NDGSCC evolved out of a workshop on the “lives of retired persons” which was offered as part of a seminar on the Quality of Life in NDG during the Fall of 1972. It was initially created to provide a forum for older people in NDG to discuss common concerns as well as share information. The NDG Community Council initiated the seminar and created a Conference Advisory committee which focused on the needs of the vulnerable old living in the area.
During the summer of 1974, a federally-funded Student Community Service Project was developed to survey the needs of the isolated and shut-in seniors living in NDG. Based on the results of this project, it was recommended by the Conference Advisory Committee that a local, volunteer-based information&referral/advocacy center be created to address the problems of the elderly living in the area. Operation Contact was officially launched in January 1975. It expanded the following year to include Montreal West, and eventually became an integral part of the pre-CLSC known as “Les Services Communautaires Montreal-Ouest/NDG”.
NDGSCC continued to grow by leaps and bounds over the next ten years. A dedicated team of volunteers and a slowly-expanding staff worked diligently to develop a highly-credible and respected organization that stood up for the rights of all older people, regardless of their circumstances. NDGSCC exposed gaps in public policy and in services, all the while maintaining an informal, flexible and non-bureaucratic approach. Over the years, many programs have been initiated, developed from a real understanding of the needs of the older population. In 1985, NDGSCC became financially independent from the NDG Community Council, establishing itself as a separate Centraide-funded agency. It was awarded the Agnes Higgins Award by Centraide in 1988 for its progressive approach to respite, known as the Day Away program.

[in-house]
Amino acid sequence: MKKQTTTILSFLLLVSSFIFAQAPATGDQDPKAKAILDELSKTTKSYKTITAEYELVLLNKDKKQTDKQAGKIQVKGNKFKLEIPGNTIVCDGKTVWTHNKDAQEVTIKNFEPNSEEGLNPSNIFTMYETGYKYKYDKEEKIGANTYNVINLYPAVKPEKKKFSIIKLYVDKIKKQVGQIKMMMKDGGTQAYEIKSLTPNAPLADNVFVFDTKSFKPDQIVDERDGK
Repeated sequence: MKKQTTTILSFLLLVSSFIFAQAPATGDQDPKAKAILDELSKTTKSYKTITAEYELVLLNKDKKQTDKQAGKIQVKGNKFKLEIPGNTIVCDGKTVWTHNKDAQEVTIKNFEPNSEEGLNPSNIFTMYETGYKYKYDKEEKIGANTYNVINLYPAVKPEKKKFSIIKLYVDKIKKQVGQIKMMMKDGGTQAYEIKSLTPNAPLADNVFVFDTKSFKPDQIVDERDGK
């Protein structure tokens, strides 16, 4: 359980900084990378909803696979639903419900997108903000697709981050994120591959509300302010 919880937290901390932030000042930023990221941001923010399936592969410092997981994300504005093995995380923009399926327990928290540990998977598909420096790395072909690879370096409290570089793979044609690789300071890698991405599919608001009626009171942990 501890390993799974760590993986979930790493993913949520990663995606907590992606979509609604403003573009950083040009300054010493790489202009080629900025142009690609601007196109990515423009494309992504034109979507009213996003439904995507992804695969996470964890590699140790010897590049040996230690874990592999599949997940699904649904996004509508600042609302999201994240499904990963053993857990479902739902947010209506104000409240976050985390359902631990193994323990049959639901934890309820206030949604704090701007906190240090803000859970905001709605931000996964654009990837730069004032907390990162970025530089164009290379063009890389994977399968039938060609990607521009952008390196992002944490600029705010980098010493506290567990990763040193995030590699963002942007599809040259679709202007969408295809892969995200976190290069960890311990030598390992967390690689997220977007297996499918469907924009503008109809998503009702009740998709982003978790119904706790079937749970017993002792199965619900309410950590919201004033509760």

In 2007, NDGSCC undertook a comprehensive, Centraide-funded strategic planning exercise. This led to the development of a greater emphasis on governance, planning and evaluation, all of which are deemed to be critical to organizational management in the current context. The 2006 census results have shown that the percentage of those aged 65+ had dropped to 14% from a high of close to 20% some fifteen years earlier. Those aged 50+ with low-income are now part of our new initiative to promote citizen engagement and participation. NDGSCC has evolved dramatically over the past four decades, but one thing has never changed – we represent the voice of those who are marginalized and unable to speak out against ageism in its many forms. Volunteers, Board Members, and staff find common ground by focusing their energy and skills on helping members of our community who are struggling to meet their daily challenges.